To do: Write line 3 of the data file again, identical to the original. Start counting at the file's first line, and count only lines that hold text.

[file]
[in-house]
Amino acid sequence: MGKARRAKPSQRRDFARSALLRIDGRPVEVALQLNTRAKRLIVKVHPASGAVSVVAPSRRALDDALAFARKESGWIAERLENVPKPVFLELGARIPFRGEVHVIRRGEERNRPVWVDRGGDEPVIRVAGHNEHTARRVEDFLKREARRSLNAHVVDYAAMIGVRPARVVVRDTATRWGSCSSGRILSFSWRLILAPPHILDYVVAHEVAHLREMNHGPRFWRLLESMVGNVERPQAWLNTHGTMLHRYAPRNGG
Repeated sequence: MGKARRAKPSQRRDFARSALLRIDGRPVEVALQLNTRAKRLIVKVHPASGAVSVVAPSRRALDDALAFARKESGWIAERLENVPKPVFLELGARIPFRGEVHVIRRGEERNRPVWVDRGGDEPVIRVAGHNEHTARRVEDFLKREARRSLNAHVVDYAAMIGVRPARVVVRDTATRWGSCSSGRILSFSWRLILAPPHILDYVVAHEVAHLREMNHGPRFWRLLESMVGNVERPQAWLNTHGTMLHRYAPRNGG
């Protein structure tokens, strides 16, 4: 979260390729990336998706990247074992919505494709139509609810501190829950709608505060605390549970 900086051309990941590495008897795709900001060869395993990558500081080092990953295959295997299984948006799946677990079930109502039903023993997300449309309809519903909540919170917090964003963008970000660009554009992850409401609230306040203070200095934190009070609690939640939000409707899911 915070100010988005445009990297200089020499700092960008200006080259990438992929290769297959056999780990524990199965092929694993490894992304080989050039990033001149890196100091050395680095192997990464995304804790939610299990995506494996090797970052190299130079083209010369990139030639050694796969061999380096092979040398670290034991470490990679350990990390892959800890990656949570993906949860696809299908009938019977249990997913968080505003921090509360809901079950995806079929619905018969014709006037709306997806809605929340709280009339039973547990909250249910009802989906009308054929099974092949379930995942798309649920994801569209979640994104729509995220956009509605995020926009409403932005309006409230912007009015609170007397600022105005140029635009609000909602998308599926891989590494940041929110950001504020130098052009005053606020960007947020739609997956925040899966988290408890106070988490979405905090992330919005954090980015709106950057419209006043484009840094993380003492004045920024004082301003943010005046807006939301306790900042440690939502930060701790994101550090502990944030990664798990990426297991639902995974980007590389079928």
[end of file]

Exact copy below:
Repeated sequence: MGKARRAKPSQRRDFARSALLRIDGRPVEVALQLNTRAKRLIVKVHPASGAVSVVAPSRRALDDALAFARKESGWIAERLENVPKPVFLELGARIPFRGEVHVIRRGEERNRPVWVDRGGDEPVIRVAGHNEHTARRVEDFLKREARRSLNAHVVDYAAMIGVRPARVVVRDTATRWGSCSSGRILSFSWRLILAPPHILDYVVAHEVAHLREMNHGPRFWRLLESMVGNVERPQAWLNTHGTMLHRYAPRNGG